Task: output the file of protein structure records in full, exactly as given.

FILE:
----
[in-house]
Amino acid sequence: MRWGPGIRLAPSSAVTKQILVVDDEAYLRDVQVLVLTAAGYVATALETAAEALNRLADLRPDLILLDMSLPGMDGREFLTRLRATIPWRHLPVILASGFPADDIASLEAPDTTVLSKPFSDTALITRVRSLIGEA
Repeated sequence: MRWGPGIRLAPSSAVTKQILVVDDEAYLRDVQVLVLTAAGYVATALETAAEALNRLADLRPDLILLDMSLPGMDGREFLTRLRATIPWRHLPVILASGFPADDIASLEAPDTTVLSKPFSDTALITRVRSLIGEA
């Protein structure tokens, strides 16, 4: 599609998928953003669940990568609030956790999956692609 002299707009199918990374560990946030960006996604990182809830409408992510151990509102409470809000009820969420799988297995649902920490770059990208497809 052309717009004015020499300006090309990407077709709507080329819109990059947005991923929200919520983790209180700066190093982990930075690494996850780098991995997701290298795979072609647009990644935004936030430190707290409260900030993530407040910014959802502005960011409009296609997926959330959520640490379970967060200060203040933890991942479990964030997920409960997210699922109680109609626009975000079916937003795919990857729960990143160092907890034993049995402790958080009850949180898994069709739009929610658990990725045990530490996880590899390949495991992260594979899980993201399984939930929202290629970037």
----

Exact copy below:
[in-house]
Amino acid sequence: MRWGPGIRLAPSSAVTKQILVVDDEAYLRDVQVLVLTAAGYVATALETAAEALNRLADLRPDLILLDMSLPGMDGREFLTRLRATIPWRHLPVILASGFPADDIASLEAPDTTVLSKPFSDTALITRVRSLIGEA
Repeated sequence: MRWGPGIRLAPSSAVTKQILVVDDEAYLRDVQVLVLTAAGYVATALETAAEALNRLADLRPDLILLDMSLPGMDGREFLTRLRATIPWRHLPVILASGFPADDIASLEAPDTTVLSKPFSDTALITRVRSLIGEA
């Protein structure tokens, strides 16, 4: 599609998928953003669940990568609030956790999956692609 002299707009199918990374560990946030960006996604990182809830409408992510151990509102409470809000009820969420799988297995649902920490770059990208497809 052309717009004015020499300006090309990407077709709507080329819109990059947005991923929200919520983790209180700066190093982990930075690494996850780098991995997701290298795979072609647009990644935004936030430190707290409260900030993530407040910014959802502005960011409009296609997926959330959520640490379970967060200060203040933890991942479990964030997920409960997210699922109680109609626009975000079916937003795919990857729960990143160092907890034993049995402790958080009850949180898994069709739009929610658990990725045990530490996880590899390949495991992260594979899980993201399984939930929202290629970037």